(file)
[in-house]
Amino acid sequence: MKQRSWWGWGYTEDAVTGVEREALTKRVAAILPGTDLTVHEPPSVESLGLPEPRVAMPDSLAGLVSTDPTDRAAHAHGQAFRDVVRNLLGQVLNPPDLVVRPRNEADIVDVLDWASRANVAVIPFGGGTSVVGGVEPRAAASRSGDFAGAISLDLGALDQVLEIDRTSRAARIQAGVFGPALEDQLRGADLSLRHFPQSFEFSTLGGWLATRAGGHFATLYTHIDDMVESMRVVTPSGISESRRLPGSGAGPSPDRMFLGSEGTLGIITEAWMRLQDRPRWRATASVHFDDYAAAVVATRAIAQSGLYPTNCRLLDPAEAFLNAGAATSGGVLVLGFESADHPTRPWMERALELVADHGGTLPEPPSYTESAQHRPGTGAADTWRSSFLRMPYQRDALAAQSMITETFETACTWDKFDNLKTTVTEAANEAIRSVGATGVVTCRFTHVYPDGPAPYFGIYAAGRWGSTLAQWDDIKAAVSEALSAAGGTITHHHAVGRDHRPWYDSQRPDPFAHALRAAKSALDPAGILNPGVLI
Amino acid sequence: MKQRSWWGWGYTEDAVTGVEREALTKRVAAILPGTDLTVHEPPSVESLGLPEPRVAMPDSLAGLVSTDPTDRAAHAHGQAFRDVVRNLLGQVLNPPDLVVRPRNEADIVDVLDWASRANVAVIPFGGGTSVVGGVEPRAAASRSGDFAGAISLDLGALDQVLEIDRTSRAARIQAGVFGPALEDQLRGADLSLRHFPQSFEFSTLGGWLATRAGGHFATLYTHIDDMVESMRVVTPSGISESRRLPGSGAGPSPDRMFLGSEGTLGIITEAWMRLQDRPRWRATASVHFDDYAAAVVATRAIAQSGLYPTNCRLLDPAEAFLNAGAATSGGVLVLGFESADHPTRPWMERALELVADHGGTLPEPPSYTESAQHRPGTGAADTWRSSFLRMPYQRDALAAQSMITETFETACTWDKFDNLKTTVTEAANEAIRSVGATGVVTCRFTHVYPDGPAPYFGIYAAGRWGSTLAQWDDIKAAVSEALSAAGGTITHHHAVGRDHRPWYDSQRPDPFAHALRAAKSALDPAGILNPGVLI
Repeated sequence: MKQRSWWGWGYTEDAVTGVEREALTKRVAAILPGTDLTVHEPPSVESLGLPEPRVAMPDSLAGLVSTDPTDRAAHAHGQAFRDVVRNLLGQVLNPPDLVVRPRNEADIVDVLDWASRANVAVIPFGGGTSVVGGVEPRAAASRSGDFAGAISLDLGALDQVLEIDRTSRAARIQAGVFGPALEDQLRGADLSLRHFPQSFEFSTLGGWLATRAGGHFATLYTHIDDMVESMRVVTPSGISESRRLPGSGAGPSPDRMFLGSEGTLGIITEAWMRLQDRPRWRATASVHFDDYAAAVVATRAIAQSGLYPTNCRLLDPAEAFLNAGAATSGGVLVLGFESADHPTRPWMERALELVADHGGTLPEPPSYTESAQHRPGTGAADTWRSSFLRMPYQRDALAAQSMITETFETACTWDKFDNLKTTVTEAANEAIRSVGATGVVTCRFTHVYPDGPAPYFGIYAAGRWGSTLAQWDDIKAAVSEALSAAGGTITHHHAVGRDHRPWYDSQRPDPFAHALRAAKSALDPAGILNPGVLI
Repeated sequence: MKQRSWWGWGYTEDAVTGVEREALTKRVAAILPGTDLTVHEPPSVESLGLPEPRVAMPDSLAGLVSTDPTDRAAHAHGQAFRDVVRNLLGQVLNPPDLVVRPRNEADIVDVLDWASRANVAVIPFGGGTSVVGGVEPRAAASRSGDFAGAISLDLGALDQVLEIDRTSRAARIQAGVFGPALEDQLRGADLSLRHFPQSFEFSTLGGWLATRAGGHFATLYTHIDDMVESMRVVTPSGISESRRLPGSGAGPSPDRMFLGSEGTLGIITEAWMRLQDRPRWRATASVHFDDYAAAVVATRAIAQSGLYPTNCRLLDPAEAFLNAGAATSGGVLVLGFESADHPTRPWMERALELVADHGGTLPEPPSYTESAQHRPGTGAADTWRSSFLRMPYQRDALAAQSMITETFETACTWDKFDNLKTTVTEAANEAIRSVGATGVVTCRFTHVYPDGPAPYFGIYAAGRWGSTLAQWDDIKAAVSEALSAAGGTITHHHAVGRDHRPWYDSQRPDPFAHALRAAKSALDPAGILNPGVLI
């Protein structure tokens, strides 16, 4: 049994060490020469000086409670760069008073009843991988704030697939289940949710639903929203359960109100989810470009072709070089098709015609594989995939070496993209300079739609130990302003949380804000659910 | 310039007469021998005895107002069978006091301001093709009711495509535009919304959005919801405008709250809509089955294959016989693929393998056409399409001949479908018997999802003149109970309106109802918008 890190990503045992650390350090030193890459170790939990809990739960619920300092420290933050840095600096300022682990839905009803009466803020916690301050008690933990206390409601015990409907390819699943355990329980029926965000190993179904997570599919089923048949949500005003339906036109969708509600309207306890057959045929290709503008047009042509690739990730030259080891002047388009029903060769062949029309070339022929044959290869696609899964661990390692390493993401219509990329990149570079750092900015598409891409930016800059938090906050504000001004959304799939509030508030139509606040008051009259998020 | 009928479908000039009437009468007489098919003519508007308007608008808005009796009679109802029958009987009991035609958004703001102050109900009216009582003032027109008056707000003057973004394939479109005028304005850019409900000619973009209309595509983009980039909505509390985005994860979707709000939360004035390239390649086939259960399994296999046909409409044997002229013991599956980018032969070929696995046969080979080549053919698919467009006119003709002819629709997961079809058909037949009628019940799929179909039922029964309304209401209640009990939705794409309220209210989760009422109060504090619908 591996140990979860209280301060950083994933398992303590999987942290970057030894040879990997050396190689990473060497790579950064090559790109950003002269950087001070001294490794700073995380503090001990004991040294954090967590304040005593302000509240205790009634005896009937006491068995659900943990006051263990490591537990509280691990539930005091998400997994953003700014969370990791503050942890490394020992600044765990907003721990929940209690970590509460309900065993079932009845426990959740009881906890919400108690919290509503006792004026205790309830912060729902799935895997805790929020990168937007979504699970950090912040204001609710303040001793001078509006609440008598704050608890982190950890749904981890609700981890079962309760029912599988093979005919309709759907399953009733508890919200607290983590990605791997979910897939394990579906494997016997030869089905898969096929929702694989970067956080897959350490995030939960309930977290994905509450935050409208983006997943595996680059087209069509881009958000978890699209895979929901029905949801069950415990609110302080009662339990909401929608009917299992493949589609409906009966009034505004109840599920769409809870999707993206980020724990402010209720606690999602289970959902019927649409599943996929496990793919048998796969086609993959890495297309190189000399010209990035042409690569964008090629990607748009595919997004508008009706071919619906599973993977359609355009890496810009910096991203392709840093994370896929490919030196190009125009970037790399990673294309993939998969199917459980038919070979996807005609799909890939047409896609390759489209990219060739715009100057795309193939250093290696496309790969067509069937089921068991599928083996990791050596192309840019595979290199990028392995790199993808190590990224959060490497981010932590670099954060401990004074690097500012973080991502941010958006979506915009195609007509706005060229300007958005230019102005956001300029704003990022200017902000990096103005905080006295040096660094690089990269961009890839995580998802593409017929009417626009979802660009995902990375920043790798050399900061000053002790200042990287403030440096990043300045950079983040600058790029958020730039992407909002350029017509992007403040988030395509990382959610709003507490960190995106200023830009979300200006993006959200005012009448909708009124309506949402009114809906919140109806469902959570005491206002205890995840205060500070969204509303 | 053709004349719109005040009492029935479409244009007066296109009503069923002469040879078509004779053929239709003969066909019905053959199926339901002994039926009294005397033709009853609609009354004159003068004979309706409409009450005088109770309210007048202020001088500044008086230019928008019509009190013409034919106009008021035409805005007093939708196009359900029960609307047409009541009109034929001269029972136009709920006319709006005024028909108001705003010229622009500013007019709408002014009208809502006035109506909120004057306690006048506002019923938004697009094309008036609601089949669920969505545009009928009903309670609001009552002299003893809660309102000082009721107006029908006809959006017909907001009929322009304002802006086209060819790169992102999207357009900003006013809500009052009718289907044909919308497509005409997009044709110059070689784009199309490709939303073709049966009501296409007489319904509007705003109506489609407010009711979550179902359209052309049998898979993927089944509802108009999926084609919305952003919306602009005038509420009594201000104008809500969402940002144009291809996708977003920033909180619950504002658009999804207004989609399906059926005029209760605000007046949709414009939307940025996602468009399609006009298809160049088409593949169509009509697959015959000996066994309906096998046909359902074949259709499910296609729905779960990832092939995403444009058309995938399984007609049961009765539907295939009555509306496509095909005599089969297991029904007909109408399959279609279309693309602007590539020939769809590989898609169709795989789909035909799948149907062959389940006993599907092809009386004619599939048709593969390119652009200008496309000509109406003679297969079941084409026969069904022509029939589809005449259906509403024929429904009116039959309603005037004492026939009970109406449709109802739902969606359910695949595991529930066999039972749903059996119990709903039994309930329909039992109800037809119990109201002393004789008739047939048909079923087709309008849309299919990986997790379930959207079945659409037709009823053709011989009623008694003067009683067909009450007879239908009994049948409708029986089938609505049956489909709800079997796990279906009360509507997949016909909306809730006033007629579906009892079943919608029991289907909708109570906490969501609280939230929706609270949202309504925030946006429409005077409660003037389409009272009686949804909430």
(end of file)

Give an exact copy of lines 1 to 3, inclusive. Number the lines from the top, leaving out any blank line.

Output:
[in-house]
Amino acid sequence: MKQRSWWGWGYTEDAVTGVEREALTKRVAAILPGTDLTVHEPPSVESLGLPEPRVAMPDSLAGLVSTDPTDRAAHAHGQAFRDVVRNLLGQVLNPPDLVVRPRNEADIVDVLDWASRANVAVIPFGGGTSVVGGVEPRAAASRSGDFAGAISLDLGALDQVLEIDRTSRAARIQAGVFGPALEDQLRGADLSLRHFPQSFEFSTLGGWLATRAGGHFATLYTHIDDMVESMRVVTPSGISESRRLPGSGAGPSPDRMFLGSEGTLGIITEAWMRLQDRPRWRATASVHFDDYAAAVVATRAIAQSGLYPTNCRLLDPAEAFLNAGAATSGGVLVLGFESADHPTRPWMERALELVADHGGTLPEPPSYTESAQHRPGTGAADTWRSSFLRMPYQRDALAAQSMITETFETACTWDKFDNLKTTVTEAANEAIRSVGATGVVTCRFTHVYPDGPAPYFGIYAAGRWGSTLAQWDDIKAAVSEALSAAGGTITHHHAVGRDHRPWYDSQRPDPFAHALRAAKSALDPAGILNPGVLI
Amino acid sequence: MKQRSWWGWGYTEDAVTGVEREALTKRVAAILPGTDLTVHEPPSVESLGLPEPRVAMPDSLAGLVSTDPTDRAAHAHGQAFRDVVRNLLGQVLNPPDLVVRPRNEADIVDVLDWASRANVAVIPFGGGTSVVGGVEPRAAASRSGDFAGAISLDLGALDQVLEIDRTSRAARIQAGVFGPALEDQLRGADLSLRHFPQSFEFSTLGGWLATRAGGHFATLYTHIDDMVESMRVVTPSGISESRRLPGSGAGPSPDRMFLGSEGTLGIITEAWMRLQDRPRWRATASVHFDDYAAAVVATRAIAQSGLYPTNCRLLDPAEAFLNAGAATSGGVLVLGFESADHPTRPWMERALELVADHGGTLPEPPSYTESAQHRPGTGAADTWRSSFLRMPYQRDALAAQSMITETFETACTWDKFDNLKTTVTEAANEAIRSVGATGVVTCRFTHVYPDGPAPYFGIYAAGRWGSTLAQWDDIKAAVSEALSAAGGTITHHHAVGRDHRPWYDSQRPDPFAHALRAAKSALDPAGILNPGVLI